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Granada Hills Hospital Faces Its Final Days

The financially troubled facility, unable to meet payroll, is ordered to 'wind down' operations amid allegations of mismanagement.

July 30, 2003|Caitlin Liu | Times Staff Writer

Granada Hills Community Hospital, a fixture in the San Fernando Valley since 1965, is closing its doors.

Struggling with its own poor financial health, the hospital filed for bankruptcy in November. Last week, the nonprofit organization couldn't pay its staff members.

Amid accusations of mismanagement and possible financial misconduct, the hospital was ordered by a Bankruptcy Court judge Monday to "wind down" its activities. The 53 patients still under its care are being transferred to nearby medical facilities.

On Tuesday, the hospital closed its emergency room and began turning away people.

"The situation at Granada Hills Community Hospital is ... very sad and unfortunate," said David Gottlieb, the U.S. Bankruptcy Court trustee now in charge of the 155-bed facility. "This hospital is a very valuable asset to the community."

Once renowned for being the site of the first open-heart surgery in the Valley, the hospital will shut down over the next several weeks. If the hospital isn't sold, its assets will be liquidated.

After a staff meeting Tuesday explaining the events, longtime employees hugged one another and sobbed. Others wondered when they might be paid and whether their retirement benefits were safe.

"I'm very angry and very sad," said Angelita Lucas, a nurse who is in charge of the critical-care unit and has worked at the hospital for more than 30 years. "I feel like we were violated by a burglar who came into our home and took everything."

Bernice Steinfeld, a hospital volunteer, said: "To think of all these people losing their jobs. I could burst into tears."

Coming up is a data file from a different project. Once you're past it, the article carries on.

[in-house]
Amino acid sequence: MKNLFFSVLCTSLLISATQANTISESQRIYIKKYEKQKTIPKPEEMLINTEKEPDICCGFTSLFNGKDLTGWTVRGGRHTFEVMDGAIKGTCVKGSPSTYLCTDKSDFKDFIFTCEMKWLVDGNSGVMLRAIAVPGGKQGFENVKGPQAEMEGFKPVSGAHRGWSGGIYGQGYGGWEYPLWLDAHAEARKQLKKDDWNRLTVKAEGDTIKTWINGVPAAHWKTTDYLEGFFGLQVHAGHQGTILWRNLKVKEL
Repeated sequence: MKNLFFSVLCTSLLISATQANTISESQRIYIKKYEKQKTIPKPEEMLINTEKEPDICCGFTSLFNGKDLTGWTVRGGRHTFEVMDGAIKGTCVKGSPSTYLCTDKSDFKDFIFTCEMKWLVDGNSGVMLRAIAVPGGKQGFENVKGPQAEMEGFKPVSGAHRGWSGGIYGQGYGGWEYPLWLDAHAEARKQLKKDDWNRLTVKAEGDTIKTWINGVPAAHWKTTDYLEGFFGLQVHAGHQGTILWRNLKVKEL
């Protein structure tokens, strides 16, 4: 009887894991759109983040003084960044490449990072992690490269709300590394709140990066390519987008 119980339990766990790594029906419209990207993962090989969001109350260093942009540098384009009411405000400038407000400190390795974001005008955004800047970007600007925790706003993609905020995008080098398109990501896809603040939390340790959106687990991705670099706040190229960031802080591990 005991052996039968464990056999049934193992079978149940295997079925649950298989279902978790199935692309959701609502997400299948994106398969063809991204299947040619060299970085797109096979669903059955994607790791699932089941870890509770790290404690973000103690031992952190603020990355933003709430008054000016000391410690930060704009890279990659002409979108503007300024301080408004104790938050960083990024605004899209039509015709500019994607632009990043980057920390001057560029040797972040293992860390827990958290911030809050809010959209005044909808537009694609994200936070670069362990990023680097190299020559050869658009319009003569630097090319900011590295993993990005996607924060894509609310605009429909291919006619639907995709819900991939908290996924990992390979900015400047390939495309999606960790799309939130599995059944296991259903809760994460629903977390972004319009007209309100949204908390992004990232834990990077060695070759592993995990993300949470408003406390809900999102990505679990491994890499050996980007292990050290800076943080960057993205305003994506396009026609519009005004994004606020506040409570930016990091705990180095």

Staff members said they knew the hospital was having financial difficulty when it filed for bankruptcy and an outside management team, Tampa, Fla.-based Healthcare Resource Specialists Inc., was brought in to turn things around.

About six weeks ago, an administrator assured doctors and nurses that the hospital was on the road to recovery and might emerge from bankruptcy as early as September, staff members said.

But three weeks ago, the hospital's board of directors fired Bay Management, a limited liability corporation that owns Healthcare Resource Specialists.

Gottlieb is investigating allegations that the outside management team committed fraud or other financial misdeeds. He said he plans to ask U.S. Bankruptcy Court Judge Arthur Greenwald today to "disgorge" $1.2 million to $1.4 million from Bay.

Chad Bowen, an attorney representing Bay and its properties, denied wrongdoing by his client.

The company "has been pegged as a scapegoat in this situation," Bowen said. "HCRS believes that the allegations will ultimately demonstrate to be untrue."

It may take weeks or months to unravel the hospital's finances and determine what happened, lawyers say.

The hospital's financial troubles begin in 1998 as a result of reduced reimbursements from the state and federal governments and insurance companies, said John Weitcamp, first vice chairman of the hospital's board of directors, whose authority was supplanted by Gottlieb's appointment last week.

"I don't see any way it's not going to close in its current position," Weitcamp said.

Granada Hills has about $300,000 in the bank and about $6 million in outstanding bills, including $2 million in unpaid payroll taxes and $850,000 in unpaid payroll, according to those familiar with the hospital's finances.

The hospital had relied on financing from National Century Financial Enterprises, an Ohio company. After National Century filed for bankruptcy protection last fall, it stopped making payments to Granada Hills, as well as other hospitals across the country, causing a cascade of bankruptcy filings, those familiar with the situation say.

Gottlieb said his utmost priority for the time being was ensuring that patients continued to receive good care, and he hopes that the facility's 500 employees as well as its suppliers eventually get paid.

A few employees carried boxes -- filled with uniforms, family photos and other personal belongings -- out of the building and said they don't plan to return.

"I'm looking for a new job," said a woman carrying a carton, who declined to give her name.

But others said that, pay or no pay, they will continue reporting for duty until the last patient leaves.

"We all will be in here until they put a padlock on the door and the patients are moved to a safe place where they can ... be cared for," said Rose Hlaing, a critical-care technician who has worked at the hospital for 23 years.

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